Nange Paon Satyagraha and peace building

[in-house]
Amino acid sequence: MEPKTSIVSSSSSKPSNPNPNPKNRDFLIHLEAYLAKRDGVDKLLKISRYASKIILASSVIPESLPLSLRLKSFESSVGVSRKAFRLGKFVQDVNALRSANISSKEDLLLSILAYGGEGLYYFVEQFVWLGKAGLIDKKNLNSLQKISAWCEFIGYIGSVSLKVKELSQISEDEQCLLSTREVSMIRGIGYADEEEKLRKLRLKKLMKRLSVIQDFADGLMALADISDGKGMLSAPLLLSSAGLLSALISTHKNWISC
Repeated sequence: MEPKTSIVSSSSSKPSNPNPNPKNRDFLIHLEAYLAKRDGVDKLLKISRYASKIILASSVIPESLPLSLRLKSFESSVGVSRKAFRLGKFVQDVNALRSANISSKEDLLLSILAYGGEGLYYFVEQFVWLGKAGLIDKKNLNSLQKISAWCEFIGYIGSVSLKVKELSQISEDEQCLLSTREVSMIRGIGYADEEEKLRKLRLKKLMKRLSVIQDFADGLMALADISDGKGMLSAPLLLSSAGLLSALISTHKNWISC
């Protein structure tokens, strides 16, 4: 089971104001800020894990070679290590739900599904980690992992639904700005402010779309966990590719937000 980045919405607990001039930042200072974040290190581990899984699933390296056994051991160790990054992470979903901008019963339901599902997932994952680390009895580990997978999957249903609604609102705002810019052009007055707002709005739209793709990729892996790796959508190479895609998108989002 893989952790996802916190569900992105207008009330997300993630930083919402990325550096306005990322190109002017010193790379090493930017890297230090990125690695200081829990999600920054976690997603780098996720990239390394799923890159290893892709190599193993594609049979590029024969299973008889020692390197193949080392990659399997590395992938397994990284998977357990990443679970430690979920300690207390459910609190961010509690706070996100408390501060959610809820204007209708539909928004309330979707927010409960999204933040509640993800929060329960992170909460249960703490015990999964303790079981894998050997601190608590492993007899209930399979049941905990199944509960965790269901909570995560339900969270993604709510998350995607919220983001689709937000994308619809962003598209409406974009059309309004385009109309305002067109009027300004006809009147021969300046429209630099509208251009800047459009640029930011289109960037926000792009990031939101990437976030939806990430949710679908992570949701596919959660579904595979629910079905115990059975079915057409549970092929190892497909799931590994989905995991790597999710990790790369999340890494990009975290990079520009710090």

The Nange Paon Satyagrah is a social campaign against all those traditions, customs, policies and practices which give rise to inequality, promote injustice and hinder liberty. Nange Paon (barefoot) is symbol of social rejection, political exploitation and economic disparities which the poor and powerless ones are subjected to. Satyagraha is passive resistance in retaliation of these. In other words it can be said a campaign focusing on and fighting for the rights of the poor. Like other phenomena, the conflict between the naxlites and the state also worsened the situations of the poor in Chhattisgarh; they became accessible targets of both the conflicting parties. Their basic human rights of peace and dignity are on cross roads. If a quick glance at the profiles of deceased ones in naxal violence is made, we shall find them from low socio-economic profile. The naxals as well as the police are deeply engaged in harassing the poor. Surguja district is the area wherefrom the Satyagrah is operating directly. Surguja is one of the naxal infested districts of Chhattisgarh. Atrocities upon poor in the name of naxlites thus became an area of concern as well as priority for us. Hence from 2004 onwards, we accelerated our ongoing activities in this direction. We were the first in Chhattisgarh to demand retreat of armed security forces from Surguja, on 24th August 2004 we staged one day long sit-in before S.P.Balrampur. Although our demands could not be met yet this small step of ours raised a question mark on the harsh attitude of security personnel. Finding some one to question their nefarious activities and asserting for the rights of those who can not assert, they changed their perceptions, attitude and behavior towards people. We demanded presence of government employees on the places of their posting, usually the government employees posted in remote rural areas are not found. During reign of Dig Vijay Singh government in erstwhile Madhya Pradesh many new appointments of functionaries for rural areas took place; those appointments were full of corruption, candidates from urban areas were selected en-masse. These employees least cared for stay in their headquarters, in this way our villages started getting cut off from the government. Absolute absence of the government from these villages sowed the seeds of discontent among the rural populace. High degree opaque & in accountable governance further aggravated the situation. Our plea is that the Government which never reached villages with slates, black board, chalks, pencils, medicines, vaccines and other developmental activities should not reach the villages with arms & guns. Same year we came out successful in lobbying the case of five victims of fake-arrests by the Rajpur police in Surguja. Apart from this success, we succeeded in other cases also. We sent a set of suggestions to the Government for bringing peace. During initial stages of our lobbying on this issue, we found ourselves in hot waters as we were suspected to be the think tanks of naxlites by the bureaucrats even though we did not give up. We persistently adhered to our path, we kept on bringing before the notice of the police authorities the incidences of police excesses; and; in some cases the indifferent attitude of police towards poor in filing F.I.R. Although we changed our demand from “retreat of armed security forces” to “implement the recommendations of National Police Commission (1978-81)” yet we took over the issue of peace building more intensively. During 2006, we put all our efforts in this direction. On 17th April 2004 we organized one day long state level consultation on “Addressing Human Rights in Conflict Situations” at Raipur. From 14th to 16th October in the same year we organized state level training of N.G.Os in Raipur on “Protecting Human Rights in Conflict Situations”. What is Conflict all about? Before discussing the much heard word “conflict”, a discussion on this term is mandatory for clarification of perspective. Conflicts may be defined as total range of behavior and attitudes that express opposition or in other words disagreement of opinion. Individuals and groups in a society when find themselves in disagreement about the facts of a situation, about the goals to be achieved and about the relevant guiding values then conflict is inevitable and is likely to occur. Role pressures, lack of communication, basic misunderstanding, limited resources, power struggles and change can be said basic causes of conflict. Conflict, communication and change are three important C’s. in conflict resolution process. Conflict is a clash between opinions or interests. Humanity sets up institutions to protect the interests. But when institutions fail to provide equal protection to the rights of all, or themselves become instruments of manipulation, conflicts arise. It often seems impossible to secure redress without recourse to conflict. The conflict is symptomatic of arrested growth and development, anarchy, injustice, corruption and negation of rule of law. The first and foremost casualty of breach of peace at any level is the human rights. The crux of conflict at the local level is the lack of understanding among the individuals and groups about the dynamism of society. They fail to understand that groups can not have unlimited and sovereign powers in an interdependent world where science, technology and movements of population have brought different masses of individuals together. Yet we have not cultivated the courage or skill necessary to live together, to encounter the differences with tolerance and understanding. The conflict creates a situation where rule of law gives way to authoritarianism and order is replaced by anarchy. In the local level conflicts the conflicting claims of individuals or groups lead to loss of peace, human and material. We have been witness to these since the advent of naxlites in our district and state. The common man has got four options while conflicts: 1 –We can live with it. 2 – Leave it. 3 – Take it over. 4 – Go to war or in other words join the armed opposition groups. Conflict occurs when a desired goal or objective is not reasonably available. It may take place: • Within a person • Between people (local level) • Between organizations ( social, political, economical) • Between government and the governed (Structural conflict). • Between nations (international conflict). An individual experiences frustration when a barrier hampers the attainment of desired objective. The frustrated person may attack the barrier itself. Aggression comes out as response to frustration. Frustration leads to antagonism. Consequences of aggression may be even severe. Goal and role are the root causes of conflict. At whatever level occurrence of conflict poses a severe threat to peace. In the present era we are spectators of terrorism which is common to all the levels. On the local level it has assumed shape of Naxalism whereas at the national & international levels we are witness to terrorism. Naxalism in our country has become a national level conflict. Internationally also, unlike the past conflicts terrorism has become major cause. Hence conflicts at local and intra-national level arising out of multitude of reasons are as disparate to peace as is terrorism. Religion, ethnicity, separatism, political differences often result in circumstances where peace gives way for loss of enjoyment of fundamental freedoms and individual and collective rights. These in general are the result of struggle over values and claims to scarce status, power and resources. Various strands of local conflict may have their seeds in exclusion and discrimination based on religion, caste, gender, residence, or even political opinion. Positive dimension of conflict: Conflict can be a powerful tool that can enable us to move towards achieving optimum life, if used properly. Unresolved or persistent conflicts are indicative of a lack of consciousness in us. Insights on to conflicts makes its resolution possible and to harvest rich dividends. Management at the personal level: Conflict of any level has to be managed by a person or an individual. Individual as the basic unit of the sea of humanity holds key to the global peace. It has huge potential, urge and craving for peace at family, community, societal, national and global levels. Neither the ethics nor dynamics of a society can countenance conflict unless approached with peaceful minds. One of the formidable challenges that individual/minds face is the ego, the unquestionable propriety, which one attaches to his/her views. Considerations of prestige, self interest, desire to possession, aggrandizement, all combine to create and inflate ego. One of the fundamental requisites of peace and humanity therefore, is the balance of and between the egos. All the religions propagated peace as the paramount goal of human being and talked of taming ego as the best conquest. Gandhi & Satyagraha: Mahatma Gandhi pointed out that conflict took birth in mind, it could be only resolved through a mental process or mental force not through the deployment of physical force. He characterized Satyagraha as a mental, moral and spiritual force that the mind used to work on other minds and to correct attitudes and other acts, which were inconsistent with truth, justice and the principle of cohesion. This is also the essence of Dharma. Therefore, those who want to prevent the precipitation of differences on to conflicts can learn from what religion and spiritual exercises have taught us of how to tame the mind and make it an abode of peace and orient it towards reconciliation. Peace building for human rights: “We make war so that we may live in peace” declared Aristotle. None of us would differ that with the development of human rights jurisprudence, these wisdom words have outlived their utility. A peace resting on bayonets is as fragile as no peace at all. Peace does not require war as an usher. The human rights jurisprudence has long back renounced war as an instrument of peace. Peace not only signifies the absence of war but prevalence of conditions, which gives maximum effect to rule of law, justice and good governance. Peace lays the foundations on which the lofty super structures of equity, rule of law and sustainable development are built. Lasting peace resonates in communities valuing human rights. The story of development of human rights is cotemporaneous of efforts to maintain world peace and outlaw war as an instrument of policy. Justice and peace require the protection of human rights by the rule of law. In fact human rights are an instrument to inculcate, establish and practice a culture of tolerance and peace. Hence peace can not be established without realization of human rights. Absence of peace itself is violation of human rights. Keeping in conformity with the above depicted lines we endeavored in the direction of Peace building with two efforts at the state level. Although, we were no experts this issue yet our commitment, support of our well wishers and participation of social activists made us complacent with our efforts. The First effort "Addressing Human Rights in Conflict Situations” 1. INTRODUCTION Pairvi is a non-government non-profit organization based at New Delhi committed to promotion of universal values of human rights, democracy and good governance. The core constituency of Pairvi is to educate, engage and promote grass roots civil society organizations and citizen groups I human rights practice and advocacy and strengthen human rights infrastructure in the country. Nange Paon Satyagraha is a social movement engaged in monitoring and evaluation of Human Rights situations in Chhattisgarh. Nange Paon Satyagraha has been a strong advocate of Human Rights culture in the state. The core values of the organization are strongly based on the Gandhi an Principles of Satyagraha. In its efforts to promote a humane culture in Chhattisgarh, Nange Paon collaborates with civil society organizations and individuals committed to the field of human rights. As Nange Paon Satyagraha and Pairvi are concerned about the human rights situation in Chhattisgarh, they together organized a day long consultation meeting with civil society organizations of Chhattisgarh on April 17th, 2006 at Gass Memorial, Raipur. This daylong consultation meeting was organized to address the rising human rights violations in Chhattisgarh. The primary objectives of the consultation were: • Is Chhattisgarh in a conflict situation? If yes sharing of experiences narrating human rights violations? • What can the government do to prevent conflict and violation of human rights? • What is the potential role of civil society to reduce conflict and human rights violations? • Finding a way forward. The interface was designed to bring together civil society organizations and individuals who have been struggling on issues related to human rights in Chhattisgarh and have rich experience addressing the issues of the people at the grassroots. Background: The consultation meeting was organized to address the rising human rights abuses in Chhattisgarh. Nange Paon Satyagraha and Pairvi is of the opinion that in order to address this issue of rising human rights abuses, Civil Society Organization can play an important role in mediating between the state actors and the non state actors responsible for bleak human rights situation in this tribal state. The consultation meeting broadly provided a platform for opinion sharing on “what is development and how to get there”. The organizers feel that it was important to provide this platform because the problems of human rights abuses arise because of differences between various actors in defining development and the processes of reaching the target goals, which is primarily the development of people. This difference of opinions sometimes takes a shape of violent struggle as it is happening in Chhattisgarh. However the organizers feel that in such an armed struggle, the innocent tribal are the worst victims. This daylong conference was an effort to not only understand the problems that underline such violent struggle but also to come up with solutions which would act as a catalyst between the state and non-state actors engaged in an armed conflict in Chhattisgarh. 2. DISCUSSION The first parts of the discussions were on the situation of Human Rights in Chhattisgarh. Without any exception all the participants shared that the situation of human rights was grim. The Reality- The Participants felt that: - The situation of Human Rights in Chhattisgarh is far from worse, especially in the Naxal affected areas. - Both the state and non-state actors are responsible for this situation. - Innocent tribal are the worst sufferers in this conflict. - Because of the lack of development in Naxal areas, the future of the coming generation is bleak. - Deployment of huge armed forces both by the government and the Naxlites are the biggest threat to peace in that area. - Armed struggle is not the solution to end the problems of the people in those areas. - Conflict is not bad but the processes must be non-violent. - Naxalism is a socio-economic problem and not a law and order problem. - Some participants shared that the form of violence we see by the Naxlites is just an overt form of violence. However the biggest violator is the state, which is engaged in subtle, institutionalized violence that is primarily anti poor. - The Participants felt that following reasons are responsible for conflicts: - Underdevelopment of the tribal areas. - Multilevel privatization of the mineral resources of the area. - Cultural invasion by the government agencies on the pretext of development. - No or little compensation to the displaced tribal. - Efforts of curbing civil and political liberties by the government. - Huge scale human rights violation by armed forces like that Naga Battalion and Chhattisgarh Police. - Privatization of water bodies and anti-tribal laws pertaining to forests. - Lack of land reforms in Chhattisgarh. - Religious conversions of the tribal. - Lack of people oriented and functional democracy. The present democratic set-up makes it difficult for a poor local tribal to participate in the democratic political process - Inept and corrupt government officials. - Draconian laws that prohibit dissent like CSPS Act 2005. - Continuance of British Laws which are outdated and anti-people including Police Act, Forest Act etc. What can the government do to prevent conflict and violation of human rights? Speaking on this issue Mr. Ashok Chaturvedi, Ex Secretary MP Legislative Assembly, Board Member, Pairavi, shared that the following can be done to prevent conflict and violation of Human rights: - The Naxlites must join the mainstream. - If they have public support they should participate in the political processes and prove their mandate and support. - The Naxlites must use the rehabilitative programs and support from the government. - The government is ready to talk to the Naxlites if they lay down their weapons. - He also suggested that if there is problem it should be viewed in the changing global context. But instead the Naxlites are stuck to the theories that are outdated and violent. Reflecting on this issue Ms. Shatabdi Pandey and Ms. Hemlata Sahu, Member, State Women’s Commission, stated that although their mandate is limited to women, the problem of women couldn’t be seen in isolation. The status of women in conflict situation is particularly apathetic. The state women commission stated that at present there effort is to promote SHG formation and basic education. They have also advocated for counseling centers in the conflict areas to counter growing psychological stress on women. Ms. Manorama Singh shared her thought on how conflict affects children in particular. Conflict situations not only promotes migration but also facilitates trafficking of children. She suggested that instead of opposing government on every issue, the CSO’s must play a more constructive role and try to collaborate with government institutions to promote social justice and check injustices. What is the potential role of civil society to reduce conflict and human rights violations? Speaking on the issue, Mr. Rajendra Sail, Chairman. PUCL, Chhattisgarh lamented on the leftist interpretation of institutionalized violence. Mr. Sail condemned violence both by the State actors and the non-sate actors. He began by defining the term Radical, which according to him meant going to the roots of the problem and thus approaching the problem more holistically. He suggested that it is imperative for the CSO to understand the following before playing any constructive role in reducing conflict and human rights violation: - Why there is a revolt against the government. The reason is that the people have lost faith in the democracy that is anti poor. The poor cannot contest, as the nomination fees are very high. - The elected government is a nominal government. The MNC’s, WTO and Asian Development Banks etc control them. - Secret MoU with the MNC’s are signed which are often anti people. They are not even shown to their own fellow MLA’s. - Conflicts per se are not bad. Conflicts become violent when government suppresses dissent mercilessly. Understanding the roots of the problem, the CSO’s must promote the following: - Values of restorative justice. Mr. Sail gave the example of Peace and Reconciliation committee of South Africa. He informed that in present situation reconciliation is difficult because the present system is inherently biased, exclusive and anti-poor. - Sensitizing people of their rights and how they are being violated. - Organized struggle against the anti-people government. - Check the growth of Black Laws like the present CSPS Act 2005. - Empower Panchayat bodies. Promote self-governance at local level. - Prepare shadow reports of anti-people activities by the government and disseminate widely. Finding a way forward: Although the participants were drawn from different school of thoughts, whose spectrum ranged from right to left, the following were agreed upon unanimously: - The CSO should facilitate a high level meeting between the top leaders of government and Naxlites. - The CSO’s must promote and advocate for non-violent struggle. - The CSO’s must condemn human rights violation from both state actors as well as non-state actors. - Promote such gatherings and get more government officials to attend these conferences. - Unite to repeal Black Laws like CSPS Act 2005. - Systematically document human rights violations in their own areas. Share these documents with the government, civil Society organizations and media. 3. CONCLUSION: - The participants agreed that their views on how human rights situation could be improved in Chhattisgarh must be documented with due respect to the differences of opinions. - The report must be widely disseminated to all-important stakeholders like the government, CSO and media. - Nange Paon Satyagraha in coordination with other human rights organization within and outside state would continue to create such platforms for discussions. The Second Effort A brief report of three days training workshop Protecting human rights in conflict situations (14th to 16th October, 2006.Gass Memorial Centre; Raipur Chhattisgarh) Never before has the humanity seen a more complete consensus as there exists in case war or breach of peace over the globe. However, with the coercive power of the state as an accomplice in the breach of peace, civil society is posed with number of challenges. Restoration, preservation and promotion of peace as a way of promoting better human rights comes as the foremost. Abjuring violence as means of settling disputes needs to be advocated at all levels whether micro or macro. There is a need to build common understanding on the fact that there is no alternative to peace. Taking recourse to military or violent means for individuals or groups is as futile as is attempts to establish peace through repressive measures by the state. Both are equally reprehensive and abhorrent. Being a member of “civil society galaxy”, responsiveness to needs of people around becomes a moral obligation for us. Keeping in conformity the above views, we organized a three days training program for the representatives of Civil Society Organizations. Trainer: Sri Angshem Tongtong (Manipur) Facilitators: Sri Ashish Kumar; C.H.R.I. Raipur office. Ms. Smita Singh; PAIRVI New Delhi Sri Nilesh Munje; State Coordinator VANI Chhattisgarh Sri Rajesh Singh Sisodia; Nange Paon Satyagraha Day 1st Local Capacities for Peace (L.C.P.) LCP is a tool to design how much assistance is provided in conflict setting in ways that, rather feeding into and exacerbating the conflict, help local people disengage from the violence that surrounds them and begin to develop alternative systems for addressing the problems that underlie the conflict. L.C.P time line: This tool was tested in a period of six years. It could be accomplished in four phases. Phase 1: Case studies (1994-96) (a) 15 case studies in 14 conflict zones. (b) Do not harm book published. Phase 2: Feedback workshops (1996-97) • 25 feedback workshops testing 400 assistance works of 100 organizations. Phase 3: Implementation (2000) (a) 12 organizations implemented LCP framework. (b) Options for AID in conflict Phase 4: Mainstreaming process of LCP (2001) LCP Framework 1- Case studies should comprise: • What do you identify as the source of tension or division? • What do you identify that connects people with each other? • Factors connecting people. • Factors dividing people 2- Implicit ethical message: • Arm guards & power. • Mistrust, disrespect and competition among the development agencies. • Assistance workers impunity. • Different values for different life. • Powerlessness. • Tension, suspicion and beligeience. • Publicity. 3-Options: how to enter the conflict prone area is a major challenge for the peace builders. Given below are some options: (a) Medical aid (b) Rehabilitation (c) Improve relationship with the villagers & the armed groups (d) Mobile latrine. Dividers / Tensions 1- Systems and institutions. 2- Attitude and actions. 3- Difference in experiences. 4- Symbols and occasions. 5- Different values & interest. Connectors 1- Systems and institutions. 2- Attitude and actions. 3- Shared values and interest. 4- Common experience. 5- Symbols and occasions. How to win confidence of people in affected area? It won’t be right to turn off eyes from the dividers while their need for it immediately after any mishap. The below depicted chart gives an idea about actions to be taken. Dividers What to do? Connectors Assistance Repatriate Select neutral staff According Rehabilitate Equality To needs When Just after the mishap With what Food, shelter & confidence Where In badly destroyed area With whom The affected ones How Survey, linking & involving the Affected ones While working in conflict prone areas both dividers and connectors are likely to be found. To encourage connectors, selection of neutral staff and dealing with equality is most imperative. Day 2nd Trainer Sri Angshem suggested some steps to be followed and activities to be carried on, they are as under: 1- Try to reconcile. 2- Extend medical aid to injured ones of both the parties. 3- Social change. 4- Find out reasons of conflict. 5- Show them new ways: peace talks. 6- Find out the needs. 7- Involve local people & other likeminded groups. 8- Ensure women’s involvement. 9- Strategic long term planning & awareness campaign. After a discussion on these points and previous day deliberations, the participants felt a need for identification of causes and factors responsible for producing dividers & connectors. Sri Angshem drew those in a table for convenience. He pointed out options also. The table in the next page gives a clear idea. Options Dividers / Tensions Connectors Involve older groups & people. Form village development committees. Advocacy & lobbying. 1. Struggle for leadership. 2. Designs from outside. 3. Ethnic struggles. 4. Anarchy. 5. Communist vs. non-communist. 6. Two groups. 7. Natural resources. 8. Control of conflict. 9. Regular raids / looting. 10. Different ideologies. 11. Different interests. • Women groups’ initiatives. • Interest for community works. • Religion & custom. • Language. • Marriages. • Mixing in towns. • One goal. • School & clinics. • Common experience of war & resource scarcity. Impact of Aid on conflict Trainer Sri Angshem elaborated in detail how the mandate of any organization laid an effect on peace. Organization’s as well as its fund raising mandate to a great extent was responsible for either peace building or breaking it. Any individual if determined to disrupt peace could do it, likewise any organization too could do it. Hence the question here is of firm determination and mandate. He unpacked the “aid” which goes as: • Why? (goal/ objectives) • Where? • When? • What? • With whom? • By whom? • How? (strategy) Resource Transfer is an important factor as well as transaction which determines many of the things, circumstances etc. Resource could be human, material or monetary. Vital in formations are also a sort of resource. But how the resource transfer takes place? Pinpointing on this Angshem told: Theft, market effect, distributional effect, substitution effect and the legitimization effect have a significant role to play in resource transfer. Participatory Exercise: Identification of Connectors and Dividers in Chhattisgarh [A] Connecting factors 1. National festival. 2. Religious festival. 3. Women awareness & organization. 4. Education of school children. 5. Communication. 6. Transport facilities. 7. N.G.Os 8. Cultural programs. 9. Fairs 10. Hospital. 11. Market. 12. Rivers, tanks & wells. 13. Government schemes. 14. Tournaments. 15. Means of recreation. 16. Artist Groups (kala jattha) 17. P.D.S. shops. 18. Hotels. 19. Radio & television. 20. Public conventions. 21. Natural resources. 22. Natural calamities. 22. Traditions & customs Context of conflict Options Tensions/Dividers/ Capacities for war AID Connectors/local Capacities for peace Options REDISIGN 1. System & Institutions 2. Attitudes & Actions 3. [Different] Values & Interests 4. [Different] Experiences 5. Symbols & Occasions. Or Mandate Fundraising H Q Organization • Why? • Where? • What? • When? • With Whom • By Whom • How? 1. Systems & Institutions 2. Attitudes & Actions 3. [Shared] Values & Interest 4.[Common] Experiences 5.Symbols & Occasions REDISIGN [B] Dividing factors 1. Different religions. (Communal forces get an opportunity of division) 2. Inequitable education. (Variations in infrastructure of schools) 3. Economic disparities. 4. Regionalism. (provincialism) 5. Geographical variations lead to cultural practices. 6. External interference. 7. Availability of resources. 8. Administrative system. 9. Ideological differences. 10. Caste discrimination. 11. Political reasons. 12. Drugs, intoxicants. 13. Unemployment. 14. Uneducated masses. (Dividers cleverly exploit the uneducated ones in their favor.) 15. Inadequacy of resources. 16. Land disputes. (Shadow of judicial delay aggravates the situation) 17. Influx of outsider cultures. We do not claim that our efforts brought peace in Chhattisgarh but we are confident of. Since ever largest journeys begin from a single step, these efforts of ours are such a step. We do not believe in numbers & the elite component we believe in strong will, dedication & commitment. We shall continue with our moral obligation of communicating the Governments; so that they make all possible efforts for establishment of peace on from the times immemorial peaceful land of Chhattisgarh. Nange Paon (the poor) people are worst victims of conflict and we do not want to let them suffer any longer. Your all possible support at this critical juncture is badly solicited by us. Come forward…………………. &…………………………..Support us. Conflict resolution with in oneself Internally, we are divided against ourselves; the emotions want one thing, the intellect another, the impulses of the body yet another, and a conflict takes place which is no different in quality, although it is in scale, from that of the world wars. If we are not related to ourselves in wholeness, is it any surprise that we cannot perceive the wholeness of the world? […] Because the source of human conflict, social injustice, and exploitation is in the human psyche, we must begin there to transform society. We investigate the mind, the human psyche, not as an end in itself, as a self-centered activity, but as an act of compassion for the whole human race. We must move deep to the source of decay in society so that the new structures and social systems we design will have a sufficiently healthy root system that they will have an opportunity to flourish. […] Those of us who have dedicated our lives to social action have considered our personal morality and ethics, our motives and habits, to be private territory. We not only want our personal motivations and habits cut off from public view, but from our own recognition as well. But in truth, the inner life is not a private or personal thing; it's very much a social issue. The mind is a result of collective human effort. There is not your mind and my mind; it's a human mind. It's a collective human mind, organized and standardized through centuries. The values, the norms, the criteria are patterns of behavior organized by collective groups. There is nothing personal or private about them. We may close the doors to our rooms and feel that nobody knows our thoughts, but what we do in so-called privacy affects the life around us. If we spend our days victimized by negative energies and negative thoughts, if we yield to depression, melancholia, and bitterness, these energies pollute the atmosphere. Where then is privacy? […] The study of mind and the exploration of inner freedom is not something utopian, is not something self-centered, but it is urgently necessary so that we as human beings can transcend the barriers that regimentation of thought has created between us. Then we will perceive ourselves, each as an unlabeled human being […] a miniature wholeness.